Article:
• Can often be recognized by the appearance of the snow surface, changes in surface snow hardness, hollow, drum-like sounds and/or shooting cracks.
  • Winds that vary in strength and direction can produce complex and unexpected wind slab patterns.
  • Stabilize fairly soon, usually in a few days to a week.
Wind slabs are best managed by:
  • Recognizing and avoiding areas where wind slabs have formed, until they have stabilized.

Storm Slabs:
  • Vary in size from small to very large.
  • May be soft slabs, fooling people into underestimating slab potential.
  • Tend to occur on moderately steep slopes (35+ degrees).
  • May occur in all terrain, but are larger and more frequent in the alpine.
  • Stabilize soon after a storm, usually within a few days.
Storm slabs are best managed by:
  • Conservative terrain choices during and after storms until the storm snow has stabilized.

Wet Slabs:
  • Involve wet layers in the snowpack, typically including deeper layers.
  • Tend to be large.
  • Occur when water forms or penetrates below the surface of the snowpack.
Wet slabs are best managed by:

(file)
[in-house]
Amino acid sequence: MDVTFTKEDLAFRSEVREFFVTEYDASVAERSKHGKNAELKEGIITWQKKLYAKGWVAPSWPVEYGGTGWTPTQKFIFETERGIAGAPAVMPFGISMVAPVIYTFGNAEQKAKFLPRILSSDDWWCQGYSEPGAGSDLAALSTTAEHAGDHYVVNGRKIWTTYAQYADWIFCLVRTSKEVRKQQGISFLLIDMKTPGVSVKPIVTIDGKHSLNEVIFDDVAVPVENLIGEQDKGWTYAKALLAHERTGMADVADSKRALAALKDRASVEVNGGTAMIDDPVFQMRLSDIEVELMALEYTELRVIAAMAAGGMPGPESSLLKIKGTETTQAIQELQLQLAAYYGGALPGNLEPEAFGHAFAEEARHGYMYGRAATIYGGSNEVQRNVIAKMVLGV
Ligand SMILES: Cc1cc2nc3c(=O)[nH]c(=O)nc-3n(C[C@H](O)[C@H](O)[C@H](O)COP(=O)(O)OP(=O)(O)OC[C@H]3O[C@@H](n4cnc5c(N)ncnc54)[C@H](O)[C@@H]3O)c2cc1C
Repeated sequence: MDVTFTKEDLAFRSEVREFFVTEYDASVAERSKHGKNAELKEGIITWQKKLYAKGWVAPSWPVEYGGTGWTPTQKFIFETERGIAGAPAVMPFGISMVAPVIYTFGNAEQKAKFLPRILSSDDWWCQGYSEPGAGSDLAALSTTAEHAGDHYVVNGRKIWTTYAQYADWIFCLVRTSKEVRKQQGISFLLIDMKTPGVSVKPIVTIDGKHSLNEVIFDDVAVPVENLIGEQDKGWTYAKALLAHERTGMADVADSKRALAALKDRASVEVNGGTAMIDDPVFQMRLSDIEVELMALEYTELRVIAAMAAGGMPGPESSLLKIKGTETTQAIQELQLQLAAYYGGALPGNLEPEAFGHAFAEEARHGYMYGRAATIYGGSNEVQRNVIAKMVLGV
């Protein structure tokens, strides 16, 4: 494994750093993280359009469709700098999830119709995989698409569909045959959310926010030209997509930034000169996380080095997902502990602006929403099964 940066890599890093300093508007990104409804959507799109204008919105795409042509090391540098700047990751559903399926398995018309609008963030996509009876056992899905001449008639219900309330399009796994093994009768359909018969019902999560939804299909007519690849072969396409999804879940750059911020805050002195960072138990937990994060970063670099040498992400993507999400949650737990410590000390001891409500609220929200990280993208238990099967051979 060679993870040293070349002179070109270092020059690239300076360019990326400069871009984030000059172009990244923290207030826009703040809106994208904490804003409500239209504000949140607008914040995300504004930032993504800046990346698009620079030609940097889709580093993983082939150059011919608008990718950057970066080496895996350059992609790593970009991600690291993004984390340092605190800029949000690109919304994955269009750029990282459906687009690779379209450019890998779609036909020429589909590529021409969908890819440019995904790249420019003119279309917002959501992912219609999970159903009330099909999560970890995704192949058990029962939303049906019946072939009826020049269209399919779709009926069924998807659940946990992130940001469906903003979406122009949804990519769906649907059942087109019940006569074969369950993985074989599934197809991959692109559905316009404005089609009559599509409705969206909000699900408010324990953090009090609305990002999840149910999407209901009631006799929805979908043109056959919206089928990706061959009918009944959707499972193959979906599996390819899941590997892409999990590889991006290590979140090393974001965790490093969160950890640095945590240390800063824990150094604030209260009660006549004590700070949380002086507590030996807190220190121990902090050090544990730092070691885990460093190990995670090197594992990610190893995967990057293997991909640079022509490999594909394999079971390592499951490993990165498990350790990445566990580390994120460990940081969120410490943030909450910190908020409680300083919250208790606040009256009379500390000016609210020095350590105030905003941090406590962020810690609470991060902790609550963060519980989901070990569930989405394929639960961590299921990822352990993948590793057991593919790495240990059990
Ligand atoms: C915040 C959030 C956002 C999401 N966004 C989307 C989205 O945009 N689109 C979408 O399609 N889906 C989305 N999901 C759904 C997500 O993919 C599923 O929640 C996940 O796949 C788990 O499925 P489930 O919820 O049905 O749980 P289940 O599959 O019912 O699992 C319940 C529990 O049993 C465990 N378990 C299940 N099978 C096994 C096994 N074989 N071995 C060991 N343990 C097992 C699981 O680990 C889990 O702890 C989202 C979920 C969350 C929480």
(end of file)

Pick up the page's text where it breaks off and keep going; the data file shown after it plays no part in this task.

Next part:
• Avoiding start zones and avalanche paths when the snow becomes wet from daytime heating, rain, or lack of an overnight freeze.

Persistent Slabs:
  • Slide on buried persistent weak layers, which often form during clear periods and may involve deeper layers from multiple storms.
  • Vary in size from medium to very large and may cross terrain barriers to involve multiple slide paths.
  • May occur on very gentle terrain, even slopes of 20 degrees or less.
  • May be localized to specific elevations, aspects, or regions.
  • There are often no visible signs of persistent slab instability.
  • Lack of avalanche activity and lack of danger signs are NOTreliable indicators of stability.
  • Compression tests and Rutschblock tests may locate persistent weak layers.
  • Stabilize slowly, tending to persist for several weeks or longer.
  • Often have dormant periods, becoming active again when the weather changes.
  • Are prone to lingering pockets of instability that persist long after most areas have stabilized.
  • Tend to release above the trigger, making it difficult to escape.
  • Are often triggered remotely from a long distance away.
Persistent slabs are best managed by:
  • Very conservative terrain choices.